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Dec 3, 200912:00 AM
Happy Hour

All there is to sip and savor in New Orleans

Congratulations Are in Order


WINO and C Squared merlot have been garnering national accolades lately.

Looking at the soon-to-expire calendar on the wall (actually, I have not had a calendar on the wall for quite a few years, but “calendar on the screen in the Outlook program” does not have a pretty ring to it), it seems there has been a joyous batch of accolades for some local folks.

The Saints are not the only New Orleanians making an impact both around town and beyond, so let’s bring you up to date on others.

WINO,  a great abbreviation for the Wine Institute of New Orleans, which is a rather lofty name, received a wonderful write-up late Friday in USA Today’s weekend section. I’m thinking no one saw it because the Friday after Thanksgiving is not exactly a high circulation day for the newspaper.

Anyway, WINO was listed in the “10 Great Places to Forge Fun.” The national paper said that WINO is an “oenophile’s dream” and a “sophisticated respite from Bourbon Street madness.”

Why every member of the visiting media has to reference Bourbon Street escapes me, but a positive mention of anything about New Orleans is always appreciated.

Zagat editor Eric Grossman further notes: “The main attraction is a state-of-the-art Italian-made wine serving system that, upon inserting a pre-paid store debit card, allows customers to pour an ounce’s taste, or a half- or full glass. Don’t miss the cheese menu for pairings.”

He does manage to insert the correct description of the operation –– that it is a wine bar, shop and school.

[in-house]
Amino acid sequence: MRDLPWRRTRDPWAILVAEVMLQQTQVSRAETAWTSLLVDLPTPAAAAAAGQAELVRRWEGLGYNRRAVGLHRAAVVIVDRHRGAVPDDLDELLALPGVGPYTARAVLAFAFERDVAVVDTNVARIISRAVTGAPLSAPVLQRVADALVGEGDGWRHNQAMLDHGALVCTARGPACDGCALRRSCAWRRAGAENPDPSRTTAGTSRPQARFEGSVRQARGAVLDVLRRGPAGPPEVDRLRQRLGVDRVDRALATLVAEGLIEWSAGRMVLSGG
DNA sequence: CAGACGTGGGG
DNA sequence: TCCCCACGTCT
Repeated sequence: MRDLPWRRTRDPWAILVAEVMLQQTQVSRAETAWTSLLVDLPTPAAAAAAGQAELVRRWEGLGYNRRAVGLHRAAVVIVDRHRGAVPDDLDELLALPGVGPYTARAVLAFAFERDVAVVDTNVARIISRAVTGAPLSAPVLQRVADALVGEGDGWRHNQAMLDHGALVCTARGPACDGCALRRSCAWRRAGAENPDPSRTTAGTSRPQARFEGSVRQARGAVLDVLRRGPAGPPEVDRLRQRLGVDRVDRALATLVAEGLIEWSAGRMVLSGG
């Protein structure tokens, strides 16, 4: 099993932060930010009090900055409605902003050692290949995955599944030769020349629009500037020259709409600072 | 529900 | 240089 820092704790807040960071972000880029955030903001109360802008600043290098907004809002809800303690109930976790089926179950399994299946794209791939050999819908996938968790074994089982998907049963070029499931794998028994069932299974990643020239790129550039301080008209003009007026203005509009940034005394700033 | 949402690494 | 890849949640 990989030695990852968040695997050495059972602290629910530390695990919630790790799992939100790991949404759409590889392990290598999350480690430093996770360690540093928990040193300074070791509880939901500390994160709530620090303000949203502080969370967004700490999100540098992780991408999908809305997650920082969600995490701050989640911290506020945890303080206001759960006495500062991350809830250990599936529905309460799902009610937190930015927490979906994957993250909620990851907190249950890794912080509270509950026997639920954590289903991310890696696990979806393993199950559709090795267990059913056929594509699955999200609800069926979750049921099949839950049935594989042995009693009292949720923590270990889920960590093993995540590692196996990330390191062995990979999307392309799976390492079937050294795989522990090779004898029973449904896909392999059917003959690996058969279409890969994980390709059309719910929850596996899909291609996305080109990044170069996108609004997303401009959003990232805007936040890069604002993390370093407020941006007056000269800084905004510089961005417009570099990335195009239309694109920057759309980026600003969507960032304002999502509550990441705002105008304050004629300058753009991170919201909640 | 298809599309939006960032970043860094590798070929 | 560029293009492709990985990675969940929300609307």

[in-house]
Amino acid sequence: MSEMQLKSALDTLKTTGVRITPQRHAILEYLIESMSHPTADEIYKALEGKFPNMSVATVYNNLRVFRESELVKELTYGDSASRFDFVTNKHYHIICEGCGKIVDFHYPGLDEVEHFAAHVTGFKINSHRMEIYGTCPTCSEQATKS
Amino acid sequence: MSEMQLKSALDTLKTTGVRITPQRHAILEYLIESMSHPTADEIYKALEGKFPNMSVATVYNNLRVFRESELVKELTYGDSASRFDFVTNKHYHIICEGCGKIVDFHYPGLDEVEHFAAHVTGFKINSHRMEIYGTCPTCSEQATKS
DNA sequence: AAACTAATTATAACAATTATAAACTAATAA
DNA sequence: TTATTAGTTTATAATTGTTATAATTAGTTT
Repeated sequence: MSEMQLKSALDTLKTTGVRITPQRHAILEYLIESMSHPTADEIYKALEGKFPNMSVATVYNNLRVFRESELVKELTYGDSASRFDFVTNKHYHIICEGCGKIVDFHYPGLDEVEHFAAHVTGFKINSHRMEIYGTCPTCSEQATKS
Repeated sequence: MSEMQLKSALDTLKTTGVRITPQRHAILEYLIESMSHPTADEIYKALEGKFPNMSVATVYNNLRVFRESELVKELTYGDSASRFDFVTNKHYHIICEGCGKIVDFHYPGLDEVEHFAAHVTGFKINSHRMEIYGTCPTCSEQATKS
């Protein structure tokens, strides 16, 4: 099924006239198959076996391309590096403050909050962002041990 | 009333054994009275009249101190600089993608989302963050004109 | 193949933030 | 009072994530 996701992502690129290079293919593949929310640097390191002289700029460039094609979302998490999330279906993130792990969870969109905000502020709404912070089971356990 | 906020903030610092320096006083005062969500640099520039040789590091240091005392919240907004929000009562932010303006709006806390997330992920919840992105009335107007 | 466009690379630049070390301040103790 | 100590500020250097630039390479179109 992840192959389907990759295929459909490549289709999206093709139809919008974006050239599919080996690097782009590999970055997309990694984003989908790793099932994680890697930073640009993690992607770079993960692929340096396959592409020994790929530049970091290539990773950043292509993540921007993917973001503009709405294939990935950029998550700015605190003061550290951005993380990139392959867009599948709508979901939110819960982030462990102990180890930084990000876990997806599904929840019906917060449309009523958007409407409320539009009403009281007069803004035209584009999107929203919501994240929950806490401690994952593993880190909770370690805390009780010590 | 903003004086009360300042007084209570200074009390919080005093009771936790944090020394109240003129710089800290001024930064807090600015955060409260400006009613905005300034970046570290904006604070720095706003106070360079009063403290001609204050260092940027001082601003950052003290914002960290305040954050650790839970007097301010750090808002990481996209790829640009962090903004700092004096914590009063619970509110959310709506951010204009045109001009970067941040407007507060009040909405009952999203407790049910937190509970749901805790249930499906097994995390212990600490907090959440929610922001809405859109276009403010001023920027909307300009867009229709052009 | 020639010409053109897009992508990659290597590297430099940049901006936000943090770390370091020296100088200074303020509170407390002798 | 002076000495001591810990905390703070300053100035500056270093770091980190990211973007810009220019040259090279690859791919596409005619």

If you have not been to WINO, it is located at 610 Tchoupitoulas St. in the Warehouse District, just one block toward uptown from Poydras.

Congratulations go out to Bryan Burkey and the whole gang over at WINO!

Ron Christner and his wife, Bonnie Curry, have for a few years worked with their Bennett Valley Road vineyard in Sonoma, trying to raise merlot in a high-quality, small-batch fashion.

Ron is a professor at Loyola University, and Bonnie is a local real estate appraiser, but they have a passion for wine, and they also possess quite discriminating palates, I might add. Due to one darn thing after another, they have not been able to bring enough wine to market to make it worth everyone’s while, including the winemaker, the winery and themselves.

They’ve managed to eke out some small quantity of their wines, beginning with the 2005 vintage, and along the way I have always been impressed with their wines’ structures and styles. The Sonoma County Harvest Fair wine competition, the main such competition for producers in that area, awarded a Silver Medal to their 2005 effort. (Disclosure: I judge at that competition, at which all wines are tasted blind, as is the case in every professional wine competition.)

Now, it seems, their just-released 2007 C Squared merlot has been recognized with a 92 rating from Wine Enthusiast magazine. I’m not usually a big fan of numerical ratings, but I wanted to note it here because 1) It is really good wine, 2) Local folks are behind it, and 3) It’s available only in New Orleans and Northern California.

Look for the wine at Swirl, the wine shop just off Esplanade by the Fair Grounds, and a few other places around town, such as Upperline restaurant. Ron and Bonnie have recently signed with a local distributor, so C Squared will likely be popping up on a few more restaurant wine lists.

But there is not much of it, so I would suggest you pick up a bottle or two very soon.

Congratulations to C Squared Merlot, and to its proud New Orleans creators, Ron Christner and Bonnie Curry.

Oh, and you may also want to visit Il Posto Italian Bistro, 4607 Dryades, just up from Napoleon Avenue. That’s the operation of their daughter, Madison, and I’ll bet she’ll have C Squared to accompany some incredibly authentic and fresh Italian cuisine.

While we are handing out congratulations, this last accolade is for a bar professional who is absolutely on fire. No, not literally.

Daniel Victory, an extremely capable and talented mixologist at Jeremy Davenport’s lounge in the Ritz-Carlton, will have to expand his mantel in order to accommodate all the awards he has gathered in just the past year.

About a month ago, he scored quite the accolade from GQ magazine for his creation the Courtyard Cooler, using Bombay Sapphire gin. He’ll make you one any evening at the bar.